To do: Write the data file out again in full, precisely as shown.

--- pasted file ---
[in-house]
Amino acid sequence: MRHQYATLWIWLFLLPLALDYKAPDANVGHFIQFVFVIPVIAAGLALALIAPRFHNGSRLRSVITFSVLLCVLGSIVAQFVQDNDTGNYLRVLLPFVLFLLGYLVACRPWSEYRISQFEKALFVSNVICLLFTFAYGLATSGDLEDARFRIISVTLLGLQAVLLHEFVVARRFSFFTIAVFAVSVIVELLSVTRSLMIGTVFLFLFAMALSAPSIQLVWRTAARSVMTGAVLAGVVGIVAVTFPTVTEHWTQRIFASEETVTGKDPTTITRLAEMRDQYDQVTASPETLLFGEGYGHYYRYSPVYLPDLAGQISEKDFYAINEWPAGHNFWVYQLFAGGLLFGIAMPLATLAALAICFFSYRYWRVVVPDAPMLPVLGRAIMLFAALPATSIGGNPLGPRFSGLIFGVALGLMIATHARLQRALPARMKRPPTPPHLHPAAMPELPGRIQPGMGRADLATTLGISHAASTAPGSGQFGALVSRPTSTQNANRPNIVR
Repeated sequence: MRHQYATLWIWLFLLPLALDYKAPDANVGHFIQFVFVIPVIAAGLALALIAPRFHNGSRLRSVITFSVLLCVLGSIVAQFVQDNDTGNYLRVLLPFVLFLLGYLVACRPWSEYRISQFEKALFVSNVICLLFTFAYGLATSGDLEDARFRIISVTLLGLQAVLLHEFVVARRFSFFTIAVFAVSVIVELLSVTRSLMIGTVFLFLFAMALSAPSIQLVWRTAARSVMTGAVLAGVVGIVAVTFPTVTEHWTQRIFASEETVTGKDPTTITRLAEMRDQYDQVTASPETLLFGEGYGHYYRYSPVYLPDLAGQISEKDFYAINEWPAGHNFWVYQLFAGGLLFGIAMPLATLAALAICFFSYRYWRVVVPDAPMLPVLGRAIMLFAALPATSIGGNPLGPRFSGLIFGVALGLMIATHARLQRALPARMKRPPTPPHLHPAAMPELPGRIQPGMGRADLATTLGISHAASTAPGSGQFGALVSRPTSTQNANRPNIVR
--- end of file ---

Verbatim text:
[in-house]
Amino acid sequence: MRHQYATLWIWLFLLPLALDYKAPDANVGHFIQFVFVIPVIAAGLALALIAPRFHNGSRLRSVITFSVLLCVLGSIVAQFVQDNDTGNYLRVLLPFVLFLLGYLVACRPWSEYRISQFEKALFVSNVICLLFTFAYGLATSGDLEDARFRIISVTLLGLQAVLLHEFVVARRFSFFTIAVFAVSVIVELLSVTRSLMIGTVFLFLFAMALSAPSIQLVWRTAARSVMTGAVLAGVVGIVAVTFPTVTEHWTQRIFASEETVTGKDPTTITRLAEMRDQYDQVTASPETLLFGEGYGHYYRYSPVYLPDLAGQISEKDFYAINEWPAGHNFWVYQLFAGGLLFGIAMPLATLAALAICFFSYRYWRVVVPDAPMLPVLGRAIMLFAALPATSIGGNPLGPRFSGLIFGVALGLMIATHARLQRALPARMKRPPTPPHLHPAAMPELPGRIQPGMGRADLATTLGISHAASTAPGSGQFGALVSRPTSTQNANRPNIVR
Repeated sequence: MRHQYATLWIWLFLLPLALDYKAPDANVGHFIQFVFVIPVIAAGLALALIAPRFHNGSRLRSVITFSVLLCVLGSIVAQFVQDNDTGNYLRVLLPFVLFLLGYLVACRPWSEYRISQFEKALFVSNVICLLFTFAYGLATSGDLEDARFRIISVTLLGLQAVLLHEFVVARRFSFFTIAVFAVSVIVELLSVTRSLMIGTVFLFLFAMALSAPSIQLVWRTAARSVMTGAVLAGVVGIVAVTFPTVTEHWTQRIFASEETVTGKDPTTITRLAEMRDQYDQVTASPETLLFGEGYGHYYRYSPVYLPDLAGQISEKDFYAINEWPAGHNFWVYQLFAGGLLFGIAMPLATLAALAICFFSYRYWRVVVPDAPMLPVLGRAIMLFAALPATSIGGNPLGPRFSGLIFGVALGLMIATHARLQRALPARMKRPPTPPHLHPAAMPELPGRIQPGMGRADLATTLGISHAASTAPGSGQFGALVSRPTSTQNANRPNIVR